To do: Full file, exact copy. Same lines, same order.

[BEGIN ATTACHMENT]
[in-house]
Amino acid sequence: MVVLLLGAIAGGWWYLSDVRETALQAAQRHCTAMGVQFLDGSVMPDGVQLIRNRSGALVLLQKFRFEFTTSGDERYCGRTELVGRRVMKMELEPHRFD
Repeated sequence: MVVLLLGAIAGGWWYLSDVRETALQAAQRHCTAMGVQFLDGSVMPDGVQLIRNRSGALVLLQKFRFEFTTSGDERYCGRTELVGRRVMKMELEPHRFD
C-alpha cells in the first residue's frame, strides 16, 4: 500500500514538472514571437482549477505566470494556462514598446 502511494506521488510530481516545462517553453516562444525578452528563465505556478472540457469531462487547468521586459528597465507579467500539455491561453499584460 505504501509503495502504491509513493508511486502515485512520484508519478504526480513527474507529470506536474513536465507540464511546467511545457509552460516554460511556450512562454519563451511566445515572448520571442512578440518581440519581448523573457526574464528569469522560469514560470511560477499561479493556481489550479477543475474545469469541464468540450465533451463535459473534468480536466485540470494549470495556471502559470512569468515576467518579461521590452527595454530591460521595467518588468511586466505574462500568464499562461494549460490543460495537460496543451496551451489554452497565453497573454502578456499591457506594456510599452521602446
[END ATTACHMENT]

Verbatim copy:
[in-house]
Amino acid sequence: MVVLLLGAIAGGWWYLSDVRETALQAAQRHCTAMGVQFLDGSVMPDGVQLIRNRSGALVLLQKFRFEFTTSGDERYCGRTELVGRRVMKMELEPHRFD
Repeated sequence: MVVLLLGAIAGGWWYLSDVRETALQAAQRHCTAMGVQFLDGSVMPDGVQLIRNRSGALVLLQKFRFEFTTSGDERYCGRTELVGRRVMKMELEPHRFD
C-alpha cells in the first residue's frame, strides 16, 4: 500500500514538472514571437482549477505566470494556462514598446 502511494506521488510530481516545462517553453516562444525578452528563465505556478472540457469531462487547468521586459528597465507579467500539455491561453499584460 505504501509503495502504491509513493508511486502515485512520484508519478504526480513527474507529470506536474513536465507540464511546467511545457509552460516554460511556450512562454519563451511566445515572448520571442512578440518581440519581448523573457526574464528569469522560469514560470511560477499561479493556481489550479477543475474545469469541464468540450465533451463535459473534468480536466485540470494549470495556471502559470512569468515576467518579461521590452527595454530591460521595467518588468511586466505574462500568464499562461494549460490543460495537460496543451496551451489554452497565453497573454502578456499591457506594456510599452521602446